The thing is, Cuba was full of stories like this for me. Sometimes it was the ‘normal’ harmless but extremely annoying sexual harassment – walking down the street and having men blatantly stare at me, looking me up and down, making comments such as ‘Muy bonita’ (very pretty), or ‘Oh beautiful lady’ or ‘I love you’ or ‘Quienes novio?’ (Do you want a boyfriend?).
It was a murmured invitation from a doorway I was passing, from a group of men playing dominoes, or from a car going by on the street. It was men making kisses at me, or even taking a picture of me without asking.
Other times it was more serious. In Camaguey I went into a café, and a man at a nearby table casually said hi to me. I vaguely responded, immediately looking away. A few minutes later a female friend walked in and joined me at my table. We started talking, and before too long the man came up to our table and said ‘I want to talk to you.’
My friend had obviously dealt with lots of harassment already, and responded with a “Well, we don’t want to talk to you.”
His reply? “No, not you. Just her.”, indicating me.
I hadn’t even been looking at him, and at this point I looked up as my friend spoke for me, with a firm “Well SHE doesn’t want to talk to you.”
And again, he said “I’m not talking to you, only HER.”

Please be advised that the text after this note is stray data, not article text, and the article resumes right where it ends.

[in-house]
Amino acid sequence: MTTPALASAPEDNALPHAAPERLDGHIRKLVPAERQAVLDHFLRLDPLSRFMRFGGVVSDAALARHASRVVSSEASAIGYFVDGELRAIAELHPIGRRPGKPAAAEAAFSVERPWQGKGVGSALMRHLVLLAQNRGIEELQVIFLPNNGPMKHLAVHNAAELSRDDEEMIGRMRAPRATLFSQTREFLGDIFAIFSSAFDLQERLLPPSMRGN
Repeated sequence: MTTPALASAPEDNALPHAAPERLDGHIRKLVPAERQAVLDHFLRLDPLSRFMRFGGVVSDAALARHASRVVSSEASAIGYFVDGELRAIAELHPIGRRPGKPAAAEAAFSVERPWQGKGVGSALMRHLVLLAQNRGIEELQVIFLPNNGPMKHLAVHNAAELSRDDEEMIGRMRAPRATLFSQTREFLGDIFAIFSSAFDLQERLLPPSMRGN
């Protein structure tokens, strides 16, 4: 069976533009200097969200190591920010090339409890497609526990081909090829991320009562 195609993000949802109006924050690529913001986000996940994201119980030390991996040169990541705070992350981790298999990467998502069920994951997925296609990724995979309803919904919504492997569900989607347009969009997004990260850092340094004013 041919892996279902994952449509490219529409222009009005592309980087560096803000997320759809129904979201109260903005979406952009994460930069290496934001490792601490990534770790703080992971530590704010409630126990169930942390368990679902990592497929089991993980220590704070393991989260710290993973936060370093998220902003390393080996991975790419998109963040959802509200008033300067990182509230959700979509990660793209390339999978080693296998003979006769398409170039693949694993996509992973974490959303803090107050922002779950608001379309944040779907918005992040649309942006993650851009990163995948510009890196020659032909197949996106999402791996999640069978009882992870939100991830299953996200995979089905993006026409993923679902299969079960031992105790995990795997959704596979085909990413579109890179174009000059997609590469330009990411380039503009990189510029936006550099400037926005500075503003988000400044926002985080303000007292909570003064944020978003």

Who did this guy think he was? Did he really think I was going to ditch my friend (who he’d just been very rude to) just so I could go talk to him?
Now it was my turn. “No, I really don’t want to talk to you.”
Him: “Why not?”
Me: “Well I’m trying to talk to my friend right now.”
Him: “But I want to talk to you.”
Me: “Well, like I just said, I’m busy talking to my friend.” How clear do I have to make it?
Him: “Well, ok then, maybe later.”
Me: “No, probably not”
Him: “What? How can you say probably not? You don’t know about later. Probably yes.”
This persistence, his arrogance, this sense that he was entitled to talk to me, was what got to me. I couldn’t simply say no, he would not accept that perhaps I really just didn’t want to talk to him, especially after he’d been so rude to my friend. Didn’t he know that to get to a girl you have to at least be nice to her friends?
On another occasion I was sitting in a plaza in Santiago de Cuba, having just connected to the internet to use my last half hour on my wifi card. A man sat down on the next bench over and started talking to me. I ignored him, staring intently at my phone, pretending I hadn’t heard him. He persisted, and finally after a few minutes I decided I’d better acknowledge him so I looked up in innocent surprise, “Oh, sorry, were you talking to me?”